2. Anonymous Coward
    Anonymous Coward

    The last things I need to be near when drunk

    are a meat mallet and a deep fat fryer. And I'm not convinced my bechamel would survive the experience.

    1. Anonymous Coward

      Go to the USA, they will show you what you can do without a frier

      I have some unforgettable recollections from a few years in a US college and something called "Chease Steak". It was meat sheets 3mm thin which were grilled on a flat grill with LOTS of fat and a thick slice of cheddar topped on it. Add two buns of bread fried on the same grill and voila you have your ultimate death-by-cholesterol post-drinking bout fix...

      Most deep-fat fried stuff is on an order of magnitude less fatty than anything like that.

      1. John Smith 19 Gold badge
        Thumb Up


        "It was meat sheets 3mm thin which were grilled on a flat grill with LOTS of fat and a thick slice of cheddar topped on it. Add two buns of bread fried on the same grill and voila you have your ultimate death-by-cholesterol post-drinking bout fix..."

        Yes. That's what I was thinking of.

  3. Aaron Em

    Easy win for parmo, and I've never even tried it

    Brown gravy and cheese curds were never meant to go together, least of all atop fries (or 'chips' if you like) and the result is every bit as disgusting as one might expect from such an infelicitous combination.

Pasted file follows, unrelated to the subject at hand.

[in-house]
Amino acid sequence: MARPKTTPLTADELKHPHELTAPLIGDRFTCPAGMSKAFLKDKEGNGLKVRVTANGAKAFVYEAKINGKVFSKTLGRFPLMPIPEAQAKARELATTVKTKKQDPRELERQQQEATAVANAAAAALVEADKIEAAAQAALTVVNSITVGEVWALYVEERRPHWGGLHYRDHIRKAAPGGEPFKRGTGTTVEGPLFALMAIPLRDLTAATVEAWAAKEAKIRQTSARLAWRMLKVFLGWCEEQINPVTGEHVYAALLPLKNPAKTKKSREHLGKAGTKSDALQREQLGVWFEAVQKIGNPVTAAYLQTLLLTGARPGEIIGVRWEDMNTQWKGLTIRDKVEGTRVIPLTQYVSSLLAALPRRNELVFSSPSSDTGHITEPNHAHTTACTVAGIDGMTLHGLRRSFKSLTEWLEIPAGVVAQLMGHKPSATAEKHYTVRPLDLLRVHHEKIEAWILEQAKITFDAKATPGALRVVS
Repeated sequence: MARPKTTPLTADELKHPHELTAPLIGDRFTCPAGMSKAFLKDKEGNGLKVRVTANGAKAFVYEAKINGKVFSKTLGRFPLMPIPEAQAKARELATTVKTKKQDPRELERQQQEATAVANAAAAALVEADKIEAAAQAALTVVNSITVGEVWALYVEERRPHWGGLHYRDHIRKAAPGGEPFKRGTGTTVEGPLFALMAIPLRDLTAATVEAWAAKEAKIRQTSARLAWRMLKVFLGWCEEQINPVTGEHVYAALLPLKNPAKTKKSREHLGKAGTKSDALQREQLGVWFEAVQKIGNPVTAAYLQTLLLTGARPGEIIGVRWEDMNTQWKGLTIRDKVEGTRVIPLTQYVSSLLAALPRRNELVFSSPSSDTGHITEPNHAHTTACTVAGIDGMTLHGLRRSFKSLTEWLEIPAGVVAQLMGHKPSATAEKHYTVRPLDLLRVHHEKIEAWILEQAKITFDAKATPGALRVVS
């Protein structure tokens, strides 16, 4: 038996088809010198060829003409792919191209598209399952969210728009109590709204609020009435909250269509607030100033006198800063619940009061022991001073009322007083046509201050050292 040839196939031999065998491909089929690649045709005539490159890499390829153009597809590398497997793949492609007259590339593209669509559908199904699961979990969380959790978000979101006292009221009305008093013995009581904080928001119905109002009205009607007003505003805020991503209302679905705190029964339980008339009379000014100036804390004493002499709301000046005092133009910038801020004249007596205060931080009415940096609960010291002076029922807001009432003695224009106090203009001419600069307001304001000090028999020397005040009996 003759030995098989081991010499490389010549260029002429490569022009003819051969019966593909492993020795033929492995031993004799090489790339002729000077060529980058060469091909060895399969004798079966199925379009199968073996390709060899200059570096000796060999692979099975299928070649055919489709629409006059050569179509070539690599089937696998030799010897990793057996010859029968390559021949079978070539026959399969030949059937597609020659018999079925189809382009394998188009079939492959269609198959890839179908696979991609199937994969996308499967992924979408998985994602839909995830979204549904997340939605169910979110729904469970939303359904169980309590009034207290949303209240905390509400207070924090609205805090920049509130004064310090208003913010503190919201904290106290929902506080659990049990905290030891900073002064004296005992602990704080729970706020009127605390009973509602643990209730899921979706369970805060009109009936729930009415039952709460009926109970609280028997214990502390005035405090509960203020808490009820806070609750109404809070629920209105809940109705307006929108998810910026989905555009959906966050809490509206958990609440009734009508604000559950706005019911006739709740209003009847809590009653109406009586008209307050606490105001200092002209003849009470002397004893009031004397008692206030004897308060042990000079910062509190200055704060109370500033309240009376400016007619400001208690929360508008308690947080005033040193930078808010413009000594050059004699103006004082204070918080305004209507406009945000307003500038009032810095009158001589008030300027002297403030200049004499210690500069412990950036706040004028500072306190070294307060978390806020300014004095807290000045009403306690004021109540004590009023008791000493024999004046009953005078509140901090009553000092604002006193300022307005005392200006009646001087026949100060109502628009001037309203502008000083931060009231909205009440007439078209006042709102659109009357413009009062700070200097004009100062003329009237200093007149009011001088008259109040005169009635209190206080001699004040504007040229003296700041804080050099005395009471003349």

On the other hand, it's very hard to go wrong with deep-fried meat and Bechamel sauce.

    1. sT0rNG b4R3 duRiD
      Thumb Up

      ^ What he said...

      Ne'er a truer word spoken.

      Cheese... eeew.... The only place cheese belongs is..... hmmm.....

      (long think) .... on a pizza, or a toasted ham and cheese sandwich/croissant/whatever...

      As for pork... The only way I don't like pig done is raw.

      FFS, now you've made me hungry... Time to go find a pig....

  4. Code Monkey
    Thumb Down


    To any passport-carrying Lancastrian chips and gravy is the food of the gods (indeed gravy is the main thing I judge proper - i.e. Northern - chippies on). But why you'd want to shove cheese curds on it is beyond me.

    With a bit more squeezing that curd and you'd have had a nice paneer. Much better in curries than on your chips.

    1. Alan 6
      Thumb Up

      Chips Cheese and Gravy

      When I worked at a certain disreputable PC "manufacturer" in Burnley we used to go to a local pub on Fridays and partake of their speciality, which was chips, cheese & gravy. Assembled in that order.

      This, along with the Thwaites bitter used to wash it down, was one of the reasons not to buy a Time PC made on a Friday (or any other day to be honest...

    2. stuartnz

      Paneer poutine

      SO pleased I wasn't the only person who thought of paneer when seeing the cheese curds. You're right too, much better in a curry than with chips

    3. Anonymous Coward

      Re: Poutine

      God forbid that any Lancastrian should ever get a passport, best keep them where they are.

  5. Winkypop Silver badge

    Crimes against humanity

    Stop it.

    Stop it right now!


  6. jake Silver badge


    How much did Nike pay for the product placement? Hopefully enough to purchase a proper cook-top, if nothing else.

    That said, post-pub grub doesn't get any better than a bacon sarnie ...

  7. Anonymous Coward
    Anonymous Coward

    The first one

    The first one is just a cheesy gravy chip.

    And the gravy is wrong. Don't use bisto, but the shops sell a chinese-takeaway-style gravy paste. That's the one to use.